Report from the Select Committee on Secondary Punishments: together with the Minutes of Evidence, an Appendix of Papers, and an Index [for 1831 & 1832]. CONVICTS, TRANSPORTATION.

Report from the Select Committee on Secondary Punishments [for 1831 & 1832].
Report from the Select Committee on Secondary Punishments: together with the Minutes of Evidence, an Appendix of Papers, and an Index [for 1831 & 1832].

London: Ordered, by the House of Commons, to be printed, 27 September 1831 & 22 June 1832.

Folio, the two reports bound together, 177pp. and 162pp. respectively; in a newat modern binding of half brown calf, spine lettered in gilt.

With expert witnesses James Busby and Elizabeth Fry

Two important reports on "secondary punishments", the additional punishments meted out to repeat offenders already within the prison system (most famously within the Australian context Norfolk Island and Port Arthur). As a matter of course the reports include significant notice of transportation, inland settlement, the granting of land, and also relations with Aborigines.

Two important reports on "secondary punishments", the additional punishments meted out to repeat offenders already within the prison system (most famously within the Australian context Norfolk Island and Port Arthur). As a matter of course the reports include significant notice of transportation, inland settlement, the granting of land, and also relations with Aborigines.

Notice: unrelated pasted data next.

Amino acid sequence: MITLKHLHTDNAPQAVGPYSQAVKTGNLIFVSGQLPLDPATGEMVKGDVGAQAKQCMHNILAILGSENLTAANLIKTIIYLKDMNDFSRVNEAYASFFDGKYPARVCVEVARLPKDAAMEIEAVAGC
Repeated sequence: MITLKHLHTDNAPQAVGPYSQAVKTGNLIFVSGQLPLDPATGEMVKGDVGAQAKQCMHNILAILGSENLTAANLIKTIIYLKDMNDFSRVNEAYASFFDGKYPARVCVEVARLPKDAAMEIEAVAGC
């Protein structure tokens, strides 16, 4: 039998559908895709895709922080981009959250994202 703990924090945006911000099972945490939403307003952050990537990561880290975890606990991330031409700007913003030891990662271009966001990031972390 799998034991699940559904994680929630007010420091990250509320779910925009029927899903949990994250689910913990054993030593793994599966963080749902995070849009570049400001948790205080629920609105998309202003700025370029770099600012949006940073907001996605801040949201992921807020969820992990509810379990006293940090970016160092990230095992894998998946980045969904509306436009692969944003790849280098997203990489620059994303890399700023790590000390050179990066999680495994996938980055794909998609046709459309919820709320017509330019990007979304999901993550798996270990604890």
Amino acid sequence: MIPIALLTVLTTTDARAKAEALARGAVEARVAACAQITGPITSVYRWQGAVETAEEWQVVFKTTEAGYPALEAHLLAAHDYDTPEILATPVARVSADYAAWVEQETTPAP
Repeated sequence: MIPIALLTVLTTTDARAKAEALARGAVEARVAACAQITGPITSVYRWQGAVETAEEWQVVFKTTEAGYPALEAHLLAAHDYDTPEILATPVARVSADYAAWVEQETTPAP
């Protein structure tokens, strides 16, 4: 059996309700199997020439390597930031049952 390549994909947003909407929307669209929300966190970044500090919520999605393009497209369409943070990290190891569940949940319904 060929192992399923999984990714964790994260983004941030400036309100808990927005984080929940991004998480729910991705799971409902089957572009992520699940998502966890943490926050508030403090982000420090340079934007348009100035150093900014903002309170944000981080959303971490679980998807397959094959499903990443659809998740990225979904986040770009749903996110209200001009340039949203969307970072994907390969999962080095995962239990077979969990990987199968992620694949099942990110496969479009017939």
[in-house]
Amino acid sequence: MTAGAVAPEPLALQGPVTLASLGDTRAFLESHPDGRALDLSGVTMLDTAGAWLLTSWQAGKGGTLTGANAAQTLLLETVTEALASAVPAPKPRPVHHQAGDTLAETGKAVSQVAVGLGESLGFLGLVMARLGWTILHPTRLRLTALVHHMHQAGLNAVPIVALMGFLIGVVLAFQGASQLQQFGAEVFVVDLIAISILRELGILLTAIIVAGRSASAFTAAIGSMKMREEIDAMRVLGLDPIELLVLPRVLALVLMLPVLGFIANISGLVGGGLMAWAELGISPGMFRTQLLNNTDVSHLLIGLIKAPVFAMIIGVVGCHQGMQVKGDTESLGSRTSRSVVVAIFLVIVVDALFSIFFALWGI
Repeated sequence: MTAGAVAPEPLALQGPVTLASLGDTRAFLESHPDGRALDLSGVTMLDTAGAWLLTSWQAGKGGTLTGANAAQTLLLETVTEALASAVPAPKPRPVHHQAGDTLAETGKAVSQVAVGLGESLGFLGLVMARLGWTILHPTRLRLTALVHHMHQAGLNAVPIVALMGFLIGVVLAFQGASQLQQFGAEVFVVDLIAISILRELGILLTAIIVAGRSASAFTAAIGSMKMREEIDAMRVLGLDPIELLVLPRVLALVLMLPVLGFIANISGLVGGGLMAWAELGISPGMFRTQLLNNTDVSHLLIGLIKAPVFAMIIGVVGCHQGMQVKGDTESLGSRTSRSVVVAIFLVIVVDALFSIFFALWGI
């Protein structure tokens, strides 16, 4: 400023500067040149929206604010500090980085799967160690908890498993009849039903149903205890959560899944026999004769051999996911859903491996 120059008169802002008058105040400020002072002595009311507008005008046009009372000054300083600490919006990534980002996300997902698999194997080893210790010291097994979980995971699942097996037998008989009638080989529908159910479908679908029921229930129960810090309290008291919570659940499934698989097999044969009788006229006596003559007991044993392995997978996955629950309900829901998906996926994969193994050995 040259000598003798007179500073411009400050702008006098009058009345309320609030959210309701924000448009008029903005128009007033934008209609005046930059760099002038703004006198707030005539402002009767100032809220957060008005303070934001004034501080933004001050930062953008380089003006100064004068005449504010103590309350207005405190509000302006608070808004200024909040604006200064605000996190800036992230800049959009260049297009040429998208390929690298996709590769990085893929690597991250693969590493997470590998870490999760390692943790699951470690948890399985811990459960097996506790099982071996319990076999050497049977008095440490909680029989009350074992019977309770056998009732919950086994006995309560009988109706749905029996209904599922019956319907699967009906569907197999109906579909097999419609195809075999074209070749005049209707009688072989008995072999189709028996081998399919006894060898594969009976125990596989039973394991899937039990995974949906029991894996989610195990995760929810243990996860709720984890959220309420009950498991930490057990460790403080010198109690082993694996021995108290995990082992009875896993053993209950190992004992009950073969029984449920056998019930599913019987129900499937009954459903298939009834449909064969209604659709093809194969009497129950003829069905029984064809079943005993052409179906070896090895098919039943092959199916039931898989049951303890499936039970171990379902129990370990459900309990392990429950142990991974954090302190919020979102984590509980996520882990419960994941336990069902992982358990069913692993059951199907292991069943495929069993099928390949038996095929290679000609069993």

The 1831 report includes printed interviews with any number of prominent settlers, notably the Sydney merchants James and William Walker, the vigneron and author James Busby, the Bigge-inspired coloniser Thomas Potter Macqueen, the South Australian promoter Edward Gibbon Wakefield, and Edward Macarthur (the son of John who spent a great deal of time in England). The report concludes with a fascinating overview of conditions experienced by the convicts in the 1820s, with some interesting discussions of the subject.

The 1832 companion report follows directly on, and it is valuable to have the two together. It begins with notice of the pressing urgency of further investigation and reform, before presenting its own series of interviews, including a repeat performance by Busby. If anything, the new witnesses are an even more interesting lot, including the botanist Allan Cunningham and the magistrate John Stephen. For the first time several people involved with the prison hulks were called in, and even some prisoners were allowed to speak, including a remarkable interview with one "A.B." who had been confined on the Hulk Retribution at Sheerness for six years awaiting transportation. The report is also significant for an early printing of a substantial interview with Elizabeth Fry, the Quaker reformer.

Ferguson 1432,1543

Condition Report: In good condition.

Price (AUD): $2,250.00

US$1,690.30   Other currencies

Ref: #4504378

Condition Report